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Popes, Piazzas and Parenthood in the Eternal City

When writer Anthony Doerr moved to Rome with his family for a year, his most vivid images of the Eternal City came straight from a childhood coloring book.

He remembered two babies slurping milk from a wolf's udders, a grinning Caesar in a leafy crown and a slinky, big-pupiled maiden posed with a jug beside a fountain.

But during his stay in Rome on a fellowship from the American Academy of Arts and Letters, Doerr gained new perspective as a writer, researcher and perhaps most importantly, a father of six-month-old twins. He recounts his time abroad in a new book, Four Seasons in Rome: On Twins, Insomnia, and the Biggest Funeral in the History of the World.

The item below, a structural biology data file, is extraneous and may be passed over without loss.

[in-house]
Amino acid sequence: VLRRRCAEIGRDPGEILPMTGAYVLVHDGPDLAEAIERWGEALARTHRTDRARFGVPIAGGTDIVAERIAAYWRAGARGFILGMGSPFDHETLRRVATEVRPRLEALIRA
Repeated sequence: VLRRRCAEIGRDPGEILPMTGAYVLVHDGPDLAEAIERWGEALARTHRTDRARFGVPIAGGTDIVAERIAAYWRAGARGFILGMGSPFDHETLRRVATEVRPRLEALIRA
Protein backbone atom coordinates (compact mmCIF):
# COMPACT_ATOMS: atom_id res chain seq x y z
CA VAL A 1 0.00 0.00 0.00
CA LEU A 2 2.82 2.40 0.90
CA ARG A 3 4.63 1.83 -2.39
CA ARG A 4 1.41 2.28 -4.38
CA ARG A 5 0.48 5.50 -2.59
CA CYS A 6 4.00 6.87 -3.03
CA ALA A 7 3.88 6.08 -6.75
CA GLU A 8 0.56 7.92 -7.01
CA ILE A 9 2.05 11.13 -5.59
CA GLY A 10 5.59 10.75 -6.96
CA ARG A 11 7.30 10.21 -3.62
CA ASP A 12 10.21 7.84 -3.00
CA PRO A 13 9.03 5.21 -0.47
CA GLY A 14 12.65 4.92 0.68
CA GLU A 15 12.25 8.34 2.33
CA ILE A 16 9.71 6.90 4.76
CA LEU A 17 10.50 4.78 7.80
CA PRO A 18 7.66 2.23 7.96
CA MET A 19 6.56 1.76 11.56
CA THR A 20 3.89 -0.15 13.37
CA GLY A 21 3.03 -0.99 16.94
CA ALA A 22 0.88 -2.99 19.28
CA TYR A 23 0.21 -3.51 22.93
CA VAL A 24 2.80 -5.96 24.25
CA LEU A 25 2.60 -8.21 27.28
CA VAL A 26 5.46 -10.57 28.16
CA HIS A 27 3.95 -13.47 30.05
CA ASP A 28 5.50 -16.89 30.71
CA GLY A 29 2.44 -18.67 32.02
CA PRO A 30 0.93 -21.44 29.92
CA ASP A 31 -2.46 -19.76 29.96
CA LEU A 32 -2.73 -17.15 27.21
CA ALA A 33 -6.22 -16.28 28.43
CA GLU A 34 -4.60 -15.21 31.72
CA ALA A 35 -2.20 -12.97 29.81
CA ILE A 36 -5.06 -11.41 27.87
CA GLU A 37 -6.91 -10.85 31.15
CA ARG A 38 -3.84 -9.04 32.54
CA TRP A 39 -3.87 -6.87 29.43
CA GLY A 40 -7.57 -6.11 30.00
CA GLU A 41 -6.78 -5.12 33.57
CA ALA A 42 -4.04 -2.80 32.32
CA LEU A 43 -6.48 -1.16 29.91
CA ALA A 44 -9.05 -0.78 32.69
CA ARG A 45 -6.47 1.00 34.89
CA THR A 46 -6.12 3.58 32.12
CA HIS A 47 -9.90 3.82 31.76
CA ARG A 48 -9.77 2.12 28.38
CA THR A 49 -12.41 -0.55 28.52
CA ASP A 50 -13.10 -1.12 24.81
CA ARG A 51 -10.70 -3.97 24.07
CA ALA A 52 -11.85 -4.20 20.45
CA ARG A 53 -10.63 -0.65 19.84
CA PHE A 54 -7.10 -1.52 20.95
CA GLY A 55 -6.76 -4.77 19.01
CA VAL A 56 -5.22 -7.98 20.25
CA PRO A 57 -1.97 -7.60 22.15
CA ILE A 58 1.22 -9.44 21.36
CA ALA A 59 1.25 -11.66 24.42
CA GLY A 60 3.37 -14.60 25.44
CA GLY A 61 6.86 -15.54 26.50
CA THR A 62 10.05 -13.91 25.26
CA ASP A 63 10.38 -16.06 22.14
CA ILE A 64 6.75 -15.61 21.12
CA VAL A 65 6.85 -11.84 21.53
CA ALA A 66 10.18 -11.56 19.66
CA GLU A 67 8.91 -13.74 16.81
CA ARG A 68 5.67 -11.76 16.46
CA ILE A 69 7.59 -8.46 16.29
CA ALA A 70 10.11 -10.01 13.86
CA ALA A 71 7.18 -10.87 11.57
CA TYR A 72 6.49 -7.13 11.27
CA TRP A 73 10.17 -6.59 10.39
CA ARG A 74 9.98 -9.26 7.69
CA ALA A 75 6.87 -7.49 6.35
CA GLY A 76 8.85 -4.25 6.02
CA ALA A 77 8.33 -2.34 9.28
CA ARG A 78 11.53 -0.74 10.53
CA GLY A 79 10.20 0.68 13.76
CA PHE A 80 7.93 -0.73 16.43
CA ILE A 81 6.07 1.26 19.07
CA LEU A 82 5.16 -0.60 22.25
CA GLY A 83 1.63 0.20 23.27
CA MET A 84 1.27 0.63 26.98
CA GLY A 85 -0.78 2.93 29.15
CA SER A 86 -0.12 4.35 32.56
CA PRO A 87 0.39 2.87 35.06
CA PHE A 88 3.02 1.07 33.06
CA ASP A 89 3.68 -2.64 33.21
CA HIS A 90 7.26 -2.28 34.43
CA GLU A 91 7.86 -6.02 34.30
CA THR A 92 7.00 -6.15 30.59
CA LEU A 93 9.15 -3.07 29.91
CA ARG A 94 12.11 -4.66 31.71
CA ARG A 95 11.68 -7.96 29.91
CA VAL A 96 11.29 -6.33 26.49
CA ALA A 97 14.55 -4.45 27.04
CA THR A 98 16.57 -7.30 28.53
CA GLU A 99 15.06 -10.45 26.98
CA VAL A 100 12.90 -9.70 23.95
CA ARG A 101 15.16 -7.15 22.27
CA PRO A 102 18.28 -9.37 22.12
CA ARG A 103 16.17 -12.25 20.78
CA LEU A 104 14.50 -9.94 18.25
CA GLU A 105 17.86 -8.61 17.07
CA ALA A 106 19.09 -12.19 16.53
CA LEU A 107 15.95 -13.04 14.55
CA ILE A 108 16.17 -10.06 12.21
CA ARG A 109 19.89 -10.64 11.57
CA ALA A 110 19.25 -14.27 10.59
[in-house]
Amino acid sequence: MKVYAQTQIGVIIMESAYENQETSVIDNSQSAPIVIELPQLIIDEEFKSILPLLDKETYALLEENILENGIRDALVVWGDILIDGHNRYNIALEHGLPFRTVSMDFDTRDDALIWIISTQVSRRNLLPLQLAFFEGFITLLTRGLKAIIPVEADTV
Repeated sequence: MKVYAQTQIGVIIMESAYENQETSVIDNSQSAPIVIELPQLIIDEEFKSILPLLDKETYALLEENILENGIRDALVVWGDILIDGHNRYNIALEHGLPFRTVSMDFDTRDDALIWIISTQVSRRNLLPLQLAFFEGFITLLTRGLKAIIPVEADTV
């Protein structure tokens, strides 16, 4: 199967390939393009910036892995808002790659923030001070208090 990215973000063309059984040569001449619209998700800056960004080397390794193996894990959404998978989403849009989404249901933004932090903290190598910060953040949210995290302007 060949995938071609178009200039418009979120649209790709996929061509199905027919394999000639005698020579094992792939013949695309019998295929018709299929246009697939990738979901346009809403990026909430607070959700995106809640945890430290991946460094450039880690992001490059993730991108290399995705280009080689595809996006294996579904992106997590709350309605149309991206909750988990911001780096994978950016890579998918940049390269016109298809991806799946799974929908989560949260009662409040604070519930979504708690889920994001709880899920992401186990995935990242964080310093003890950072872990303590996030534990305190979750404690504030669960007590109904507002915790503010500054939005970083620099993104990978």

Doerr's twins, Owen and Henry, provide the initial connection to Italians and their culture. When they arrive in the fall, Doerr and his wife discover they can barely walk a few feet before friendly Italians stop to admire their babies. But like most newborns, the boys also push their parents to exhaustion and take time away from Doerr's main task — writing a novel.

In the spring, Doerr covers the vigil for the dying Pope John Paul II, providing insight into the man and his death. Each season brings new discoveries as he celebrates the joys of parenthood, the frustrations of cultural barricades and the riches of Roman life.

Copyright 2023 NPR. To see more, visit https://www.npr.org.

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